The emerging science of matrescence is showing us what most cultures across the world know: that it is a vulnerable time for baby and mother. Landmark work by neuroscientists in the past decade has shown how significantly pregnancy and early caregiving changes the parental brain. Stress caused by social factors can negatively affect this tender developmental stage, including lack of social support, racism and socioeconomic disadvantage.
In the first year of a baby’s life, most mothers will return to paid work. As the UK has one of the lowest maternity payment rates of all countries that constitute the Organisation for Economic Cooperation and Development (OECD), many women have to go back to work sooner. It could be different. Most OECD countries offer parents the opportunity to take extended time off work through paid parental and homecare leave, as well as maternity and paternity leave. Other countries have “use it or lose it”, or non-transferrable, paternal leave policies to encourage a more equitable division of care work.
Many parents struggle to find affordable childcare in the early years because the government-funded hours for most families don’t kick in until the term after a child’s third birthday. Pregnant Then Screwed – an organisation leading the fight for change – found that 76 per cent of mothers who pay for childcare said it simply doesn’t make financial sense to work. Almost a third of parents who use formal childcare rely on debt. The government has announced plans for more “free” hours, but the infrastructure simply isn’t there and the offering has so far been shambolic. As the writer Ann Crittenden has said, the egalitarian office party is truly over once you have a baby.
In the wake of austerity, our politics looks as careless and mother-phobic as ever: benefit cuts for single mothers; a failing system for children with additional needs; a lack of civic infrastructure, including the shutting of libraries; and the penalisation of part-time workers through the pension system.
It is no coincidence that the political order conceals what it truly takes to raise a child – and there is radical, transformative power in bringing our shared natality and dependence out of the nursery. The ideal post-industrial citizen – self-sufficient, machine-like, supposedly disconnected from the rest of nature – was created after the disavowal of the maternal. By obscuring the work of birthing and raising children, our society exploits women. (With a housing, cost-of-living and climate crisis, it is no wonder the UK’s birth rate is declining.)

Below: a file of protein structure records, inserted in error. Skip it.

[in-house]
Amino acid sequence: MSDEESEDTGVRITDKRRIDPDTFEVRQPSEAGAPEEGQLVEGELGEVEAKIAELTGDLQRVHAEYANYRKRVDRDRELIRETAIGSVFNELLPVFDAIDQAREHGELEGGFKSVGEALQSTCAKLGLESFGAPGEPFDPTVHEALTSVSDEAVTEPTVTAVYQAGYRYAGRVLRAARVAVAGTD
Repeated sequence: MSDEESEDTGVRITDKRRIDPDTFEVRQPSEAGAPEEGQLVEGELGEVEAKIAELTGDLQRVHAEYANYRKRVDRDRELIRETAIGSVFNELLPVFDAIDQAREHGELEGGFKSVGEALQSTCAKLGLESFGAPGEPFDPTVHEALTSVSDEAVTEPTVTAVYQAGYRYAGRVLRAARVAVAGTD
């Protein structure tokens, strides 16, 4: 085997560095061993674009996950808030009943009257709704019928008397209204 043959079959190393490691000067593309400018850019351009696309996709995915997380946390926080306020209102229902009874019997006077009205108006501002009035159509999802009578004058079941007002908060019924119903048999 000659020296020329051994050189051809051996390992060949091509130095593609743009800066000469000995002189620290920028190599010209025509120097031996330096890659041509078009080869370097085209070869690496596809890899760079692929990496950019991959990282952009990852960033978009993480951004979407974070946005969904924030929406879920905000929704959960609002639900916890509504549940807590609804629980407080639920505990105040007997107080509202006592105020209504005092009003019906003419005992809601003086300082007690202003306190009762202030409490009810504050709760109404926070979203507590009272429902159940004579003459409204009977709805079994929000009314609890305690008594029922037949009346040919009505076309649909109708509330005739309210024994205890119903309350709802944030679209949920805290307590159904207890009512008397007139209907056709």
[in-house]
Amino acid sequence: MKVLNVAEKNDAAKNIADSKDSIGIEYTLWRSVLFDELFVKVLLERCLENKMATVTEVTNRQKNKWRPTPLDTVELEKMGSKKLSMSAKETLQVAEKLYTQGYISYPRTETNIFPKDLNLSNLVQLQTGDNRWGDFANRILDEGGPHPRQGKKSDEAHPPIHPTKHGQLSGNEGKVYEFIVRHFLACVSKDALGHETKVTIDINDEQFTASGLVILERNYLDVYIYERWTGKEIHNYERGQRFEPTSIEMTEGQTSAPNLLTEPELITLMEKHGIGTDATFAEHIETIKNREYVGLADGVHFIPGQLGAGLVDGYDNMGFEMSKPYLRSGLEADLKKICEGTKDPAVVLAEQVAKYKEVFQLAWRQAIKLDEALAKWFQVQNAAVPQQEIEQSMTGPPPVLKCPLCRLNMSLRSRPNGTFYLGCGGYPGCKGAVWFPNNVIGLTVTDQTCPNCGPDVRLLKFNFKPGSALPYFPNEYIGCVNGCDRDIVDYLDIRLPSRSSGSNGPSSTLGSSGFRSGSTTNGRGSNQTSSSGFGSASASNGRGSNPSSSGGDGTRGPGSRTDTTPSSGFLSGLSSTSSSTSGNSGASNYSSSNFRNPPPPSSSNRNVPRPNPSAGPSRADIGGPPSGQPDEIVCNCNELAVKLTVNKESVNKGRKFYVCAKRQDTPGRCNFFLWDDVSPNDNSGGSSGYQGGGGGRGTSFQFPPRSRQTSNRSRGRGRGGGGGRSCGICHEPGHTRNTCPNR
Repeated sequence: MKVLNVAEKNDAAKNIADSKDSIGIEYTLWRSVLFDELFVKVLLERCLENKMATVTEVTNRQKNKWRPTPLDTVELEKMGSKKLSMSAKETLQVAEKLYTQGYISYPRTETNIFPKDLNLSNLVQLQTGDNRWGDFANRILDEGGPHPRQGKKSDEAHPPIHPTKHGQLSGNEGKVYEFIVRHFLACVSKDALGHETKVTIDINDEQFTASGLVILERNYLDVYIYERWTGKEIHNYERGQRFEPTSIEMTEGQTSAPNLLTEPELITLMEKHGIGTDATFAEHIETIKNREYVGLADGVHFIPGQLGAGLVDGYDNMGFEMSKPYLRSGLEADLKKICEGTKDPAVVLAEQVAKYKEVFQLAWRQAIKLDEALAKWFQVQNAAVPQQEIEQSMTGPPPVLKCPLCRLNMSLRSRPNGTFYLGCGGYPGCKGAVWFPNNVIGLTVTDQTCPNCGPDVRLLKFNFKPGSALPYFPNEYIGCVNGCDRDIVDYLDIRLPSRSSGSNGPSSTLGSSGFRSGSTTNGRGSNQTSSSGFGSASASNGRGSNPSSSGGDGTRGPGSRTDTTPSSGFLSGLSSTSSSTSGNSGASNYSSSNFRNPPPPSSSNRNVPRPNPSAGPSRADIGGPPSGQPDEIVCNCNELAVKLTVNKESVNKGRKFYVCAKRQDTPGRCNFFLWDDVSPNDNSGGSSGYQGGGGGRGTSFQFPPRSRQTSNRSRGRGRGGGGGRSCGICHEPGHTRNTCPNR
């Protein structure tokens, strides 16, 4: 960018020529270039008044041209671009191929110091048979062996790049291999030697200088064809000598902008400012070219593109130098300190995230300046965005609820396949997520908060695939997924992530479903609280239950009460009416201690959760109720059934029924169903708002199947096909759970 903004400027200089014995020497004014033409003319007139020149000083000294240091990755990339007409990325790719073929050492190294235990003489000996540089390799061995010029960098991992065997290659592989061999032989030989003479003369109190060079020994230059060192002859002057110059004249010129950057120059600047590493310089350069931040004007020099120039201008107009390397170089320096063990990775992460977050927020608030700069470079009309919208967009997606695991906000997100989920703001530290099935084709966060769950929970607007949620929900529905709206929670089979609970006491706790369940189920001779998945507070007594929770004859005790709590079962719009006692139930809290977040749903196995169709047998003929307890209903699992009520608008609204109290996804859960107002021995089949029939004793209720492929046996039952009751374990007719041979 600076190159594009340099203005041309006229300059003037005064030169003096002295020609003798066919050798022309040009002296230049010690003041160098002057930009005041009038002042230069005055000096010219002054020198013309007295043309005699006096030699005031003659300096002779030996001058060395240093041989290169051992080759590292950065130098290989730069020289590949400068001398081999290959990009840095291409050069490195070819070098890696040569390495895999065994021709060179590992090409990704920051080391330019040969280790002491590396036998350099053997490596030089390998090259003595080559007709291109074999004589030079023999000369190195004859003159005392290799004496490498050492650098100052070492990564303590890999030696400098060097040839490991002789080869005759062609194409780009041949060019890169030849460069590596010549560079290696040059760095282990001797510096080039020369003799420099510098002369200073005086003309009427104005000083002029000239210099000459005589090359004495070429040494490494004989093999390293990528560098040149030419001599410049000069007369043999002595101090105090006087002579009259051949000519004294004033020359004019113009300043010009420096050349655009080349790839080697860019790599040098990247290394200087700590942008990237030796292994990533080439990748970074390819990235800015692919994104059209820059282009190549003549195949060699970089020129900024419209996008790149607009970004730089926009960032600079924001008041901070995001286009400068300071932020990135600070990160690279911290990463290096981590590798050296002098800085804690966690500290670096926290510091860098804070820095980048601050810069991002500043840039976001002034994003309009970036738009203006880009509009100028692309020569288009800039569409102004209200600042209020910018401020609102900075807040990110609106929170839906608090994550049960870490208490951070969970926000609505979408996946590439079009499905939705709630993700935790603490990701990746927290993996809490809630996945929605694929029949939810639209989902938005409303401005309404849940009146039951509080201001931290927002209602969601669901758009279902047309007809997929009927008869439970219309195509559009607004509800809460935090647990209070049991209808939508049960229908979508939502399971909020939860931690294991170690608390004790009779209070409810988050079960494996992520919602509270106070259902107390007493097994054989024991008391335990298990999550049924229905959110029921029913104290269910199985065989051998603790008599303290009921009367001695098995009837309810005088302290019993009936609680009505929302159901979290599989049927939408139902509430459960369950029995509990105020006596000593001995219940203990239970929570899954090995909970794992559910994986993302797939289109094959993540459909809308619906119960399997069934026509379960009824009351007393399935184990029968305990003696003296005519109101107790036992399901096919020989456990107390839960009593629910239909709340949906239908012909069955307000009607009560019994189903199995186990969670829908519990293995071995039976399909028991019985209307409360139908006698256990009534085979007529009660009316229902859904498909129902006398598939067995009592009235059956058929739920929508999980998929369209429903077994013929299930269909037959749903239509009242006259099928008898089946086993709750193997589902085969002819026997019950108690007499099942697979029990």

Decades of injustice, cruelty and exploitation – of people, land and the rest of the living world – have been justified by this post-Enlightenment civic ideal of the independent self-reliant individual and his various spawn, through unfettered capitalism, imperialism, neoliberalism.
What kind of society could we become if our fundamental dependence was brought out of the shadows? Could we grow out of these bogus and inadequate ways of thinking, and instead prioritise care, cooperation and human and planetary well-being above financial interests?
My experience of birthing and raising children has been interesting, rewarding and joyful. But the conditions of isolated modern motherhood have sometimes brought my nervous system to the brink, and, at times, like many thousands of new mothers, resulted in ill-health (such as burnout and depression).
I have significant relational and material privilege and still I feel in my bones that we need each other, more than a neoliberal framework allows. The modern pressures of “intensive motherhood”, as sociologists call it, have never been higher and, combined with high rental and mortgage costs and a working culture that hasn’t evolved to accommodate the lives of caregivers, the guilt and strain that many mothers feel is often intolerable. I know, for example, that my experience of early motherhood would have been easier with a more equitable maternity compensation, a care wage or a basic income, through a more honest redistribution of capital.
Many are doing crucial work in this area, creating oases of connection and fighting, for example, inflexible work culture, hostile transport networks and economic injustice for caregivers. Matrescence activism and matricentric feminism, developed by Andrea O’Reilly, is spreading.
In her 1976 book Of Woman Born, Adrienne Rich distinguished between the experience and the institution of motherhood. That distinction is just as relevant today. The children? Perfect. The institution of motherhood? Failing us all.